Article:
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TAXATION: OUR SPECIALISTS TELL YOU EVERYTHING ABOUT THE NEW ANTI-SQUAT LAW

TAXATION: OUR SPECIALISTS TELL YOU EVERYTHING ABOUT THE NEW ANTI-SQUAT LAW

What changes with the new anti-squat law?
 
On 27 July 2023 the French President promulgated a law aimed at protecting residential accommodation from unlawful occupancy.
The law was put forward by the elected representative Guillaume Kasbarian. In his opinion “For too long small landlords have been the victims of squatters, or a restricted number of tenants who haven’t been paying their rent for years”.
The law has several objectives.
 

  1. Cracking down on squatters
 
The legislation triples the penalties for squatting (forcible entry).
The maximum penalties incurred have been increased to three years’ imprisonment and a fine of 45,000 euros (as against, currently, one year’s imprisonment and a fine of 15,000 euros).
Forcible entry has been extended to furnished unoccupied residential accommodation.
 
Squatting in premises other than a domicile is now punished by a new offence “fraudulently occupying premises for residential or commercial, agricultural or professional use”, which is punished by up to two years’ imprisonment and a fine of 30,000 euros. The offence also covers tenants who have not paid their rent and have remained in the accommodation following an eviction judgment which has become final. The tenants are liable for a fine of 7,500 euros, except any who fall within the winter moratorium and are covered by a decision to suspend expulsion or to grant access to social housing.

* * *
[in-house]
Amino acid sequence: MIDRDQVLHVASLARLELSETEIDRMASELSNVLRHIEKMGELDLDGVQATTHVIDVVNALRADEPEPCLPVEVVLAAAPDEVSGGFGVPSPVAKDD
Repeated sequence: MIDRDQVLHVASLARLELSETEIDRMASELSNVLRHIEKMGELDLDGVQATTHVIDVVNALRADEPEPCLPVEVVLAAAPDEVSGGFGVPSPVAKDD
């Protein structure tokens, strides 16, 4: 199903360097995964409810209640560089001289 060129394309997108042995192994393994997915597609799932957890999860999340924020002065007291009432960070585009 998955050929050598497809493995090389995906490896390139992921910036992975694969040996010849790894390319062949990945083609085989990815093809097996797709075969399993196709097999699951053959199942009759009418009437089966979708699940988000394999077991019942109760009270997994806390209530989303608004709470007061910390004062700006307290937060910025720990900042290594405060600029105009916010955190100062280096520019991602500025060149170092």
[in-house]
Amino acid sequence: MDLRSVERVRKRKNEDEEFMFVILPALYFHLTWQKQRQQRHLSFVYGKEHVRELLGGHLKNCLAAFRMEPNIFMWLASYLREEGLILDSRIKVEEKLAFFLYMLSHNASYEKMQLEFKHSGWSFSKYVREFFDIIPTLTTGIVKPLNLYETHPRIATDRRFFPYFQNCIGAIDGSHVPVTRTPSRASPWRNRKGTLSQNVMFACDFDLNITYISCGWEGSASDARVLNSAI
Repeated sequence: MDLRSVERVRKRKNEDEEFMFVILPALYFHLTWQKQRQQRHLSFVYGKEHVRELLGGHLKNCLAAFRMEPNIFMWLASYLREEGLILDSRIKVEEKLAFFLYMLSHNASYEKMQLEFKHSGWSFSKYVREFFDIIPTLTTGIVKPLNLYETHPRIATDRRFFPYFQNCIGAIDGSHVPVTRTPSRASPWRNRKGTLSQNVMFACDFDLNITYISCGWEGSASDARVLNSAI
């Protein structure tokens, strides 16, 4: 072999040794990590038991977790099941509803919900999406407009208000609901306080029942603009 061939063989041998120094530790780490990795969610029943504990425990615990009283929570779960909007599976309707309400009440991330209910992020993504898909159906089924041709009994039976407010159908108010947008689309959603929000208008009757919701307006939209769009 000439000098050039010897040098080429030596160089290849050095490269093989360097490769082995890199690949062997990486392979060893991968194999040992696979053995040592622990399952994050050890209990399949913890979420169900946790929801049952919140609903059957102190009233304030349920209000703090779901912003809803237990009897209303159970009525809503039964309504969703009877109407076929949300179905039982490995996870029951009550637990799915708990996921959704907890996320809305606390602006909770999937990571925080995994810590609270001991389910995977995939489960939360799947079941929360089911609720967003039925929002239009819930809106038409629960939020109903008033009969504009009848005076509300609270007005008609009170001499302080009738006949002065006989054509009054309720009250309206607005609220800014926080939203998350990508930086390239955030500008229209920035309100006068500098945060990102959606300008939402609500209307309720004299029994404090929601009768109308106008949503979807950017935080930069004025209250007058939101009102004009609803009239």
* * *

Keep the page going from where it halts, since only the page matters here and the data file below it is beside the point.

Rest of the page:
In addition:
- campaigns or advertising facilitating or inciting squatting is now liable for a fine of 3,750 euros.
- a new criminal offence has been created regarding the rental of a property by a person who passes themselves off as the owner.
 
2. Combatting unpaid rent
 
The law requires that an automatic termination clause be systematically inserted in rental agreements to cover unpaid rent.
The clause may, however, be suspended, subject to certain restrictive conditions, upon an application to the court: the judge can suspend ex officio or at the request of the tenant or the landlord the effects of the termination clause only if the tenant is in a position to pay off the rent owing and has “recommenced full payment of ongoing rent prior to the date of the hearing”. Suspension of the clause is automatically halted “upon the first unpaid rent instalment” or delay in paying off the rent owed as established by the judge.
 
Lastly, the law reduces certain timeframes in dispute proceedings relating to unpaid rent, in particular for tenants acting in bad faith. Hence the period allotted for a summons to pay rent owed has been reduced from two months to one month only, and the period between the summons and the hearing has been reduced from two months to six weeks.

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